TODO why is this section missing? At least document the controller that was developed, and the two software experiences (simulated riding and skeet shooting) that were built!

Future Research

The general direction for future research should be ‘generative design based work’, where artifacts are generated using user-centered design, and then evaluated and annotated with new theory. Gaver 2012) This would be an effective approach using the Oculus Rift and a stationary bicycle apparatus that was begun at NSU last year. Given that a preliminary proof of concept / hardware demonstrator for going on a virtual reality bike ride is available from work initiated during coursework, the research should center on software game dynamics and game design elements. Work might generally iterate around a cycle of; theory research, user-centered artifact design and implementation, and the annotation of these artifacts with new theory.

Clearly more work needs to go into game enjoyment, game dynamics and what makes a good game. These dynamics will also probably be generation, gender and personality specific to a a target audience (perhaps with older users preferring one level of stimuli, video game violence, problem solving, scenery and/or simulation, over younger users.) Defining the target audience at an early stage would be important.

Brainstorming ideas in the design space at the concept level, one could imagine flight simulator game dynamics driven by bicycle cadence, first person shooter (FPS) dynamics where the virtual weapon, shields, or health regeneration was charged by exertion, redirecting the flow of a particle stream by placing rigid bodies generated by pedaling in the stream… Universal understanding of dynamics that might be applicable to many classes of exergames include, an understanding of how to handle scene reloading / character respawning to keep a rider moving, what game dynamics could be placed in a 2 mile loop course to encourage the participant to cycle using interval intensity versus as a ‘long slow distance’ exercise… etc.

The human, environmental and psychological contexts for increasingly urbanized users reflects a dire need for fun, motivating movement based experiences within a simultaneously hostile safety environment for riding outside for long distances. Combined with newly relevant VR technology, understanding the relationship between apparatus, software, and participant in this domain should be a satisfying area for future exploration.


Bolton, J., Lambert, M., Lirette, D., & Unsworth, B. (2014, April). PaperDude: a virtual reality cycling exergame. In CHI’14 Extended Abstracts on Human Factors in Computing Systems (pp. 475-478). ACM.

Buxton, B. (2010). Sketching user experiences: getting the design right and the right design: getting the design right and the right design. Morgan Kaufmann.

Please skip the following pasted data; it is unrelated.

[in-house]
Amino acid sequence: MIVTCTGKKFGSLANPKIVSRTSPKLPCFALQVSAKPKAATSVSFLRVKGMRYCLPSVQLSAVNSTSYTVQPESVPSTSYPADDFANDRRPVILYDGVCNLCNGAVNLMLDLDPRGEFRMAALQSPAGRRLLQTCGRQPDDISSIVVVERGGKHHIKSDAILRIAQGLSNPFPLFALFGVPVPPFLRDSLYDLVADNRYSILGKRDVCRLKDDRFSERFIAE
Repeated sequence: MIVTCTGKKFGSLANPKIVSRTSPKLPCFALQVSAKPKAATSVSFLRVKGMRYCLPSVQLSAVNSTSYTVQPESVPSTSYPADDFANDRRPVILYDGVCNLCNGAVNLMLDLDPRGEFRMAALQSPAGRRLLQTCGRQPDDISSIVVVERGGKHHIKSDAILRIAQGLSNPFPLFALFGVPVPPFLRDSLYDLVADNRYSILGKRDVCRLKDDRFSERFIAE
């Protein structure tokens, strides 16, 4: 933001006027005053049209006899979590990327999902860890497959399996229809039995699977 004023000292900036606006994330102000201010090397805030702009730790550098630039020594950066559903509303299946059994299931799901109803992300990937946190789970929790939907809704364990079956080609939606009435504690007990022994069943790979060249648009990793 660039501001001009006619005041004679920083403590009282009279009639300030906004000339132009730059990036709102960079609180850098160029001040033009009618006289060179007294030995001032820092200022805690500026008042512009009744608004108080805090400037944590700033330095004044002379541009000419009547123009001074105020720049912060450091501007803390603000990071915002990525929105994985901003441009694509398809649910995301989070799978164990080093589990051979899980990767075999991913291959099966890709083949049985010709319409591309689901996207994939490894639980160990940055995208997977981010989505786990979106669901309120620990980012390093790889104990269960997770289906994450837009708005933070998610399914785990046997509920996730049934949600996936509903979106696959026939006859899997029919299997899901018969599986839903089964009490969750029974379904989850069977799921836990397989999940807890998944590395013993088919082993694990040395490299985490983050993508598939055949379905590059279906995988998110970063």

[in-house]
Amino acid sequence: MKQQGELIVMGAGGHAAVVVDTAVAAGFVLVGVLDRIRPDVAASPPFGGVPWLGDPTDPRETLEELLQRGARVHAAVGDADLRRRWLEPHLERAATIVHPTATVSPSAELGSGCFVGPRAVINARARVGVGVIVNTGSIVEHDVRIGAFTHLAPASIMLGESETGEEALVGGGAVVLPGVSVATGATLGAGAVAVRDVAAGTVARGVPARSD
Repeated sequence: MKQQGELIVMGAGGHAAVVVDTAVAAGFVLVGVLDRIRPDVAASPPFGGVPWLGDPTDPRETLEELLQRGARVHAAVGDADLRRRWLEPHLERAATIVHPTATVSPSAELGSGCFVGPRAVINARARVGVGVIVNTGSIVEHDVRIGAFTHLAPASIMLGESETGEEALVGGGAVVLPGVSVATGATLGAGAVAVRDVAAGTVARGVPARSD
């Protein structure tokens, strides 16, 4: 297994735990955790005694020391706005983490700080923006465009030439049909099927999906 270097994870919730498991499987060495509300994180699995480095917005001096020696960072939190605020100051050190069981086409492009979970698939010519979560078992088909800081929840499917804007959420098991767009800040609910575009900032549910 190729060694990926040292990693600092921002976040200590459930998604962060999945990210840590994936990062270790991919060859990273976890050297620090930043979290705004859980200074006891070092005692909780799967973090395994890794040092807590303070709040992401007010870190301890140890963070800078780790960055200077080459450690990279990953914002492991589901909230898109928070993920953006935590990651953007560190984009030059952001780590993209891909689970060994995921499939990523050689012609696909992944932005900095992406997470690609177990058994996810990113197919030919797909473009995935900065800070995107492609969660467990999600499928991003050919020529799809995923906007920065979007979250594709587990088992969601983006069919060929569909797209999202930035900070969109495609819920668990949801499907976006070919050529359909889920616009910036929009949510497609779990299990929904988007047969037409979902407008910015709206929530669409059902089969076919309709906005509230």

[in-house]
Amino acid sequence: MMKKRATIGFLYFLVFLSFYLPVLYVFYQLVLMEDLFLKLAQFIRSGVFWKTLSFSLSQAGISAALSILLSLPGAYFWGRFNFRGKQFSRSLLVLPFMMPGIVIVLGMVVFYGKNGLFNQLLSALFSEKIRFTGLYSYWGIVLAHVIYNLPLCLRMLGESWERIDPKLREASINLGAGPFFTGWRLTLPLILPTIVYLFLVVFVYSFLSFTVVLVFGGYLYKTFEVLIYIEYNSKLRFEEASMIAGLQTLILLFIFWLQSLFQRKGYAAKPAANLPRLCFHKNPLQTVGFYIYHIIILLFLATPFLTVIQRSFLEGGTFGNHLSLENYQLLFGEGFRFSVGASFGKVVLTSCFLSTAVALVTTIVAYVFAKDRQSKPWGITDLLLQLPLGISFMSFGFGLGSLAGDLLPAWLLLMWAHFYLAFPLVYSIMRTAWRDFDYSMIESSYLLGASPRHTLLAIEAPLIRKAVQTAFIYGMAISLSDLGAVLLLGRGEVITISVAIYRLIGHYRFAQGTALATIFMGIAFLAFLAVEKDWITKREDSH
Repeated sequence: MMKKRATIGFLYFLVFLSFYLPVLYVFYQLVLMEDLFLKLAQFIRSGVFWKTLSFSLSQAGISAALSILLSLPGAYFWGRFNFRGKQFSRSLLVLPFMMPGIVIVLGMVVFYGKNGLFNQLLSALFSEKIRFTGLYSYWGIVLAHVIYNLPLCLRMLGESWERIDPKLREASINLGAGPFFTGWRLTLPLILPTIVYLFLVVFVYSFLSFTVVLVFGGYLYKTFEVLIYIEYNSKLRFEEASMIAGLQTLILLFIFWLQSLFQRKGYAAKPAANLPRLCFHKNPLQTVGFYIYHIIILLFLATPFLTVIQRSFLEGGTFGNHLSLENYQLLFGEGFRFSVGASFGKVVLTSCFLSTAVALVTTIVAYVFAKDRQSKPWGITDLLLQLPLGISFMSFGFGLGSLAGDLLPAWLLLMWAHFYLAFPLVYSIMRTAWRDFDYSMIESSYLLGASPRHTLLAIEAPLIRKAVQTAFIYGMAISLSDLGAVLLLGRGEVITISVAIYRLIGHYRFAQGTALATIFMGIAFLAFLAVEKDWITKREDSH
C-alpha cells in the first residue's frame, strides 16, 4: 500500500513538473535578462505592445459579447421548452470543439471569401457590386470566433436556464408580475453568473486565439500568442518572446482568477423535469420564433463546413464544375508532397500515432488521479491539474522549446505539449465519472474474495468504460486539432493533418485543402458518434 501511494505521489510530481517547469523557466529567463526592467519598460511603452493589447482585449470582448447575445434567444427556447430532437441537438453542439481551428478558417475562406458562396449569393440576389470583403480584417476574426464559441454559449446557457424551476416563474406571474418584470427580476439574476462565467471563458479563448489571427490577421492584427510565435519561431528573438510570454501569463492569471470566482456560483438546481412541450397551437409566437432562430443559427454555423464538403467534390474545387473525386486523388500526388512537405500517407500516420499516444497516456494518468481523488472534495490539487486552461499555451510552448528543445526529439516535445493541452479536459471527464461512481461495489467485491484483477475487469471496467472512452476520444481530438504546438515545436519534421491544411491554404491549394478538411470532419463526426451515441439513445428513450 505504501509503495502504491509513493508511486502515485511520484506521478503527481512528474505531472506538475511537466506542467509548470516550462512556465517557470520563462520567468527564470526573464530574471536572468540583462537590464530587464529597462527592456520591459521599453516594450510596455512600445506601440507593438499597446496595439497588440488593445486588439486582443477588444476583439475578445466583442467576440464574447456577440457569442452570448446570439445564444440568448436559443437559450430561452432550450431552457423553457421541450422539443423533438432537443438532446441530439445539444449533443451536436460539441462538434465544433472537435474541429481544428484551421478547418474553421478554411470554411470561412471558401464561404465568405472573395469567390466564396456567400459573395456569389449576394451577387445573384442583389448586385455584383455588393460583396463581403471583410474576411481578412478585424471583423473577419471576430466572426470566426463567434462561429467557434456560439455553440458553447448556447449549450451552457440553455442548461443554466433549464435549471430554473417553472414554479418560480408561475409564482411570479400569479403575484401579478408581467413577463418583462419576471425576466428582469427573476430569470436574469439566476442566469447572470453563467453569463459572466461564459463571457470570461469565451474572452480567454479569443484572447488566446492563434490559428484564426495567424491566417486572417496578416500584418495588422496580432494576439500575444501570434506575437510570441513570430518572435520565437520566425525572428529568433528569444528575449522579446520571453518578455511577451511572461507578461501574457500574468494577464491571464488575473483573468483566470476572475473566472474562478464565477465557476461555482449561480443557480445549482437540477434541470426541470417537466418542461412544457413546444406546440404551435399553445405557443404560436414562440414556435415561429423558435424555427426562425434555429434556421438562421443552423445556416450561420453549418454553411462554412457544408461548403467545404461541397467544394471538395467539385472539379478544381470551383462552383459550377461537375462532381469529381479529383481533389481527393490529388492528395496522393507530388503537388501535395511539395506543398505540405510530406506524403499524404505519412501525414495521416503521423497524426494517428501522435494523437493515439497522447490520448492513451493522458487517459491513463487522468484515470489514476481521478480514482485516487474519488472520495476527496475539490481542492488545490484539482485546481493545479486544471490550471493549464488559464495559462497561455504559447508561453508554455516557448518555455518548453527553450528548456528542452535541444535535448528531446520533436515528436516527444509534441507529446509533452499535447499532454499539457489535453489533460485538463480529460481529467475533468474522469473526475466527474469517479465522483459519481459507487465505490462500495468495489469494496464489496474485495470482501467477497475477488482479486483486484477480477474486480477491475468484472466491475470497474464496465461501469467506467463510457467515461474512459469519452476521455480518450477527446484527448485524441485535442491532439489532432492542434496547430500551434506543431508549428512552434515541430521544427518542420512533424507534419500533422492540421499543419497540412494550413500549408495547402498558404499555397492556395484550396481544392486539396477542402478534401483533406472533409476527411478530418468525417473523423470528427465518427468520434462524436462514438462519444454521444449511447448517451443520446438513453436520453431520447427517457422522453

Carvalho, R. (2013). The magical features of immersive audiovisual environments. interactions, 20(5), 32-37.

Gaver, W. (2012, May). What should we expect from research through design?. In Proceedings of the SIGCHI conference on human factors in computing systems (pp. 937-946). ACM.

Huang, S., Tsai, P., Sung, W., Lin, C., & Chuang, T. (2008). The comparisons of heart rate variability and perceived exertion during simulated cycling with various viewing devices. Presence, 17(6), 575-583.

Kendzierski, D., & DeCarlo, K. J. (1991). Physical Activity Enjoyment Scale: Two validation studies. Journal of Sport & Exercise Psychology.

Kennedy, R. S., Lane, N. E., Berbaum, K. S., & Lilienthal, M. G. (1993). Simulator sickness questionnaire: An enhanced method for quantifying simulator sickness. The international journal of aviation psychology, 3(3), 203-220.

Mestre, D., Dagonneau, V., & Mercier, C. (2011). Does virtual reality enhance exercise performance, enjoyment, and dissociation? an exploratory study on a stationary bike apparatus. Presence, 20(1), 1-14.

Mueller, F., Gibbs, M. R., Vetere, F., & Edge, D. (2014, April). Supporting the creative game design process with exertion cards. In Proceedings of the 32nd annual ACM conference on Human factors in computing systems (pp. 2211-2220). ACM.

Mueller, F., & Isbister, K. (2014, April). Movement-based game guidelines. InProceedings of the 32nd annual ACM conference on Human factors in computing systems (pp. 2191-2200). ACM.

Park, T., Lee, U., MacKenzie, S., Moon, M., Hwang, I., & Song, J. (2014, April). Human factors of speed-based exergame controllers. In Proceedings of the 32nd annual ACM conference on Human factors in computing systems (pp. 1865-1874). ACM.

Steinicke, F., & Bruder, G. (2014, October). A self-experimentation report about long-term use of fully-immersive technology. In Proceedings of the 2nd ACM symposium on Spatial user interaction (pp. 66-69). ACM.

Usoh, M., Catena, E., Arman, S., & Slater, M. (2000). Using presence questionnaires in reality. Presence, 9(5), 497-503.

Weiser, M. (1994). The world is not a desktop. interactions, 1(1), 7-8.

Witmer, B. G., & Singer, M. J. (1998). Measuring presence in virtual environments: A presence questionnaire. Presence: Teleoperators and virtual environments, 7(3), 225-240.

Zhang, R., Li, B., & Kuhl, S. A. (2014, October). Human sensitivity to dynamic translational gains in head-mounted displays. In Proceedings of the 2nd ACM symposium on Spatial user interaction (pp. 62-65). ACM.